The expansion is observed when the gas velocity is higher than minimum fluidization velocity, and is associated to the formation of bubbles in the bed. It is usually expressed as the ratio between expanded bed height and bed height of bed in minimum fluidization velocity for any gas velocity.
Tannous (1994) gave an overview of some influences:
- Regarding the influence of bed geometry, Cranfield and Geldart (1974) found that the expansion of a three-dimensional bed is lower than a bidimensional bed for the same gas velocity;
- Bradshaw and Myers (1963) noted that the bed expansion is independent of the height of the fixed bed. These results were obtained for large spherical and cylindrical particles of average diameter between 420 and 876mm and specific mass between 906 and 1980 kg/m3. Moreover, the authors noted that the bed expansion is independent of the column diameter.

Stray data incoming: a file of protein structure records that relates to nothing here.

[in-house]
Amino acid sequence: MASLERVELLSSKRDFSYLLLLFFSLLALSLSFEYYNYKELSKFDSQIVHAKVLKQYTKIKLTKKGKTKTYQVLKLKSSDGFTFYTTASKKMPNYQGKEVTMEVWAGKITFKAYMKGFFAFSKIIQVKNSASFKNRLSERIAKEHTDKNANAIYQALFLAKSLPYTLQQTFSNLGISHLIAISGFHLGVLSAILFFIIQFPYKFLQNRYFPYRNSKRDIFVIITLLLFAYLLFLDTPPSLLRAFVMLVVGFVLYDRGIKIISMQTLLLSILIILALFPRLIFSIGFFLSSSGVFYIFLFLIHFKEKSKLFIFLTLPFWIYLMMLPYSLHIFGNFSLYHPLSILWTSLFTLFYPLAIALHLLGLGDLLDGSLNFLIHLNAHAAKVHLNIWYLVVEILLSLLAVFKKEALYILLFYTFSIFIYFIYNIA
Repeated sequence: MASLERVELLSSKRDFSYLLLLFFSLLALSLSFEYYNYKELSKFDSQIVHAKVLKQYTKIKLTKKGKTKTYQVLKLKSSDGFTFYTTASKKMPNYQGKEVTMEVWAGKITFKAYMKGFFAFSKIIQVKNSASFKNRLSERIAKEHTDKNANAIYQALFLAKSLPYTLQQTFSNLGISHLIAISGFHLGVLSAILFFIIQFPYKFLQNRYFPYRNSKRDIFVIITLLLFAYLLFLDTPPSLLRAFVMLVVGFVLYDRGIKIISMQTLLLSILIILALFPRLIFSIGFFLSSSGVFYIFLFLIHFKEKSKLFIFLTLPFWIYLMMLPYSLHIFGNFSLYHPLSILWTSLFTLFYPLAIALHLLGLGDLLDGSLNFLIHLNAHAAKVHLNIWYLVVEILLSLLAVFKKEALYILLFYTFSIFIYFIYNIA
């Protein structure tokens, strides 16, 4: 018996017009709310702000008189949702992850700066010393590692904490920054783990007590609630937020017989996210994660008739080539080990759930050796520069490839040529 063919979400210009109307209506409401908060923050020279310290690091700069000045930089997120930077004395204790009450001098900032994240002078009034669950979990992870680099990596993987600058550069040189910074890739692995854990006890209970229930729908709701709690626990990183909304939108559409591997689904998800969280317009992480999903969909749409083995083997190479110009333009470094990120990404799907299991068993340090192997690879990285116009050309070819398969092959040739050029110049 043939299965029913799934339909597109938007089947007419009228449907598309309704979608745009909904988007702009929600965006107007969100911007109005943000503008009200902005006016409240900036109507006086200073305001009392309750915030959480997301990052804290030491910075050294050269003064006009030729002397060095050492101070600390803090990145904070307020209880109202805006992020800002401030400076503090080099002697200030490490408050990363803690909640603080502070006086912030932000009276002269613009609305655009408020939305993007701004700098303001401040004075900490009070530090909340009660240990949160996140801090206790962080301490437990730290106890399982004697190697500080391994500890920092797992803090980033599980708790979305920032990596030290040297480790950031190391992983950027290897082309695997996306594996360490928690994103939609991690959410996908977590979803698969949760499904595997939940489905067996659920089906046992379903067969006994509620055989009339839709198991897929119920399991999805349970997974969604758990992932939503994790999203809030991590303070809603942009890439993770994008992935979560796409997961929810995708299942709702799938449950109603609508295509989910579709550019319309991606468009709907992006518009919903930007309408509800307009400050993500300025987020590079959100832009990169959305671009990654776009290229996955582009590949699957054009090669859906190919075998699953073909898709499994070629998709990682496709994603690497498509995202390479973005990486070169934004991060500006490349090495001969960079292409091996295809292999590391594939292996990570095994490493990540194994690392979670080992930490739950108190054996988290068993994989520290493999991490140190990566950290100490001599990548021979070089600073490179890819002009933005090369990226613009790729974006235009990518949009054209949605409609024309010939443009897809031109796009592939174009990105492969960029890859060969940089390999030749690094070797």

There are certain correlations in the literature that predict the bed expansion at different velocities. These correlations are derived from liquid-solid fluidizations (Richardson and Zaki, 1954), from two phases theory, assuming that excess of gas, regarding the minimum fluidization, crosses the bed in the form of bubbles or by dimensional group theory.